Amazon’s layoffs are going to be bigger than we had anticipated.
Last year, reports surfaced that the second-largest private employer in the US was looking to fire as many as 10,000 employees across corporate and tech sectors. A recent memo by CEO Andy Jassy changes that, and the staff note revealed that the layoffs will go on to affect around 18,000 employees instead. The layoffs amount to around 6% of Amazon’s nearly 300,000-strong corporate workforce.
Jassy’s note read that the company will “typically wait to communicate about these outcomes until we can speak with the people who are directly impacted.” It reveals the development because “one of our teammates leaked this information externally.” This development also confirms a prior statement by Jassy – he had warned in November 2022 that there would be “more role reductions” at the company this year as “leaders continue to make adjustments,” but it is hashing out the details on the same for the first time.
If Amazon goes on to shed the near-18,000 roles in its company, then it will go down in history as one of the largest single-shot layoffs ever. As of September 2022, the Seattle-headquartered behemoth had around 1.5 million employees. The ongoing reduction in workforce will eliminate multiple rules across Amazon Stores and People, Experience, and Technology divisions. The latter includes teams involved in Human Resources.
The impacted employees will be contacted from January 18. Layoffs have already begun across its Devices and Books division – which contains products like Alexa and Fire TV – as the company looks to tackle a year that is likely to witness further economic uncertainty, recession fears, and a funding winter. It has also been consolidating some of its teams and programs in its hardware and services division as part of its cost-cutting measures.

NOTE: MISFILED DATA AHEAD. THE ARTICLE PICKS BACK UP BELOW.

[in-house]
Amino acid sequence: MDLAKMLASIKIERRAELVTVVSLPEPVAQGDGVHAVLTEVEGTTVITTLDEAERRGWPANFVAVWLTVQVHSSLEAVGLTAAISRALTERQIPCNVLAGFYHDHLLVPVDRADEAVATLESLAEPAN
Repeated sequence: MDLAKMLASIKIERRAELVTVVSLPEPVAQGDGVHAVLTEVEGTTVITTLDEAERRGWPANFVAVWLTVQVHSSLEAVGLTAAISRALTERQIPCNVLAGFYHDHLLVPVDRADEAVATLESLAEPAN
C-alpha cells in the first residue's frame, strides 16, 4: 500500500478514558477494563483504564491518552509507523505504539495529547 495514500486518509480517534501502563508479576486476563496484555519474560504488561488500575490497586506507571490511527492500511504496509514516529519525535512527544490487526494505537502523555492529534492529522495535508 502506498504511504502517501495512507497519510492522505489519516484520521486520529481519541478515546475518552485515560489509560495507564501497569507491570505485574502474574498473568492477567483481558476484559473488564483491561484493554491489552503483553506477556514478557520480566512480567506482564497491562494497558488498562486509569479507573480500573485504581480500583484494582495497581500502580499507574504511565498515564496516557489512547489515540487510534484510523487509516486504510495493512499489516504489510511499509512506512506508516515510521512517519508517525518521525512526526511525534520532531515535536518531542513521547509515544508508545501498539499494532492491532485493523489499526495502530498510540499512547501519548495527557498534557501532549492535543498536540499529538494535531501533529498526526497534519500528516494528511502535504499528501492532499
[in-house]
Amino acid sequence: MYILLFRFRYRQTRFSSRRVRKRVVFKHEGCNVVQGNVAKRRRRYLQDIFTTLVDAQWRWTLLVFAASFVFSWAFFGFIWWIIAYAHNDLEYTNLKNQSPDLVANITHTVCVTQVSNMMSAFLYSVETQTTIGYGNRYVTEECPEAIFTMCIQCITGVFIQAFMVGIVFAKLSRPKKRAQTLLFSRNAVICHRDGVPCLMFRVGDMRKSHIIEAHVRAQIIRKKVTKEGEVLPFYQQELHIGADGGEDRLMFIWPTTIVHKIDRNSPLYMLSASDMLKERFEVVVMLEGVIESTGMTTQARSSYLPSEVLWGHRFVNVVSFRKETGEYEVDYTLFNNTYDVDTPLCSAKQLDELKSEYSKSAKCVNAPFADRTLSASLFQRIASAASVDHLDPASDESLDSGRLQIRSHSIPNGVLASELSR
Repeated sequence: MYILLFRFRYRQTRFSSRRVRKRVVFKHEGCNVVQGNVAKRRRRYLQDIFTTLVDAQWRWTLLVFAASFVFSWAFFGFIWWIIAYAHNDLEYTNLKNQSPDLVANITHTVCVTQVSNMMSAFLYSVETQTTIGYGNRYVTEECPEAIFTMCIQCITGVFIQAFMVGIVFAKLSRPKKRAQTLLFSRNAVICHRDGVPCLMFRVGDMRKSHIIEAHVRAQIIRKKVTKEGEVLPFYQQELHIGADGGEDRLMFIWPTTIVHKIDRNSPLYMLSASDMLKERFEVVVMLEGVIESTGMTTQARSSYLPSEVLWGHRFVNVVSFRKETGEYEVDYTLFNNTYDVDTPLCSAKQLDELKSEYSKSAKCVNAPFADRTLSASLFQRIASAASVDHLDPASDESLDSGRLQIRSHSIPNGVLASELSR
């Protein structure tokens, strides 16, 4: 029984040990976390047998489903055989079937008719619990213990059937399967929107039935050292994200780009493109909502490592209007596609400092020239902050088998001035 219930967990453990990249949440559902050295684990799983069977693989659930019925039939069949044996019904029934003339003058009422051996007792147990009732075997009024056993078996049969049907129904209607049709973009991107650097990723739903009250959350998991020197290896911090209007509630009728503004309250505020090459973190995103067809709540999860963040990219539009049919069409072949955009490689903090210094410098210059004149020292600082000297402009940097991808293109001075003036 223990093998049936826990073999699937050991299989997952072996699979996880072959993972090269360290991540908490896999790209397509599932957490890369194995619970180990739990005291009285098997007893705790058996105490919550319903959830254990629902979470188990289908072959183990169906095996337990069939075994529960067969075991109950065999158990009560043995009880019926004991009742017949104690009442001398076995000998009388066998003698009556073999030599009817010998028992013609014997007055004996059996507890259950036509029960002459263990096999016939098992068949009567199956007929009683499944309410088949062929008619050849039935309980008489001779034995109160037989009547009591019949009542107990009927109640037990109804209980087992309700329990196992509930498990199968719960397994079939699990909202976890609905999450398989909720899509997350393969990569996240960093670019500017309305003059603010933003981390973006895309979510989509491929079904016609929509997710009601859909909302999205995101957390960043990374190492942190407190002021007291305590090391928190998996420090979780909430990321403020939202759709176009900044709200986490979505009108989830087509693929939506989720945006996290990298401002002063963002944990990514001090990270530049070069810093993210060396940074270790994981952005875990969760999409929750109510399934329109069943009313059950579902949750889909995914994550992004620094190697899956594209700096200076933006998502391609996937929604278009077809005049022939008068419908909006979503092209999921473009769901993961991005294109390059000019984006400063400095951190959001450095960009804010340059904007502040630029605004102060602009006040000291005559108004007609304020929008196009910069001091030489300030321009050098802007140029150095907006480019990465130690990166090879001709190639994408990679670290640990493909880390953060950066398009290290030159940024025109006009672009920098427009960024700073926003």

For now, Amazon said that it is working to support the numerous employees who have been impacted by the development – it is providing packages that include a separation payment, support for external job placement, as well as transitional health insurance benefits.
Amazon’s decision to fire hundreds – no, thousands – in what is the largest round of reduction by a tech giant has become the rule, and not the exception. A report by Forbes last month highlighted that over 120,000 employees from large US tech companies, banks, and manufacturers found themselves out of a job last year, while job cuts affected around 18,000 employees in Indian startups. High-profile companies like Meta and Intel announced that they would significantly reduce their workforce, while Salesforce recently revealed that it was looking to cut 10% of its workforce “in the coming weeks” – something that will affect around 7900 employees.
Jassy confessed that annual planning “has been more difficult given the uncertain economy and that we’ve hired rapidly over the last several years.” Much of this over-hiring came during the pandemic when the company saw an unprecedented shift to online shopping as they were confined to their homes for months – something that saw Amazon double its logistics network. After the pandemic-induced boom began to ebb last year as customers resumed offline shopping, Amazon initiated cost-cutting measures – which includes a freeze on hiring, shutting down businesses, and finally conducting layoffs.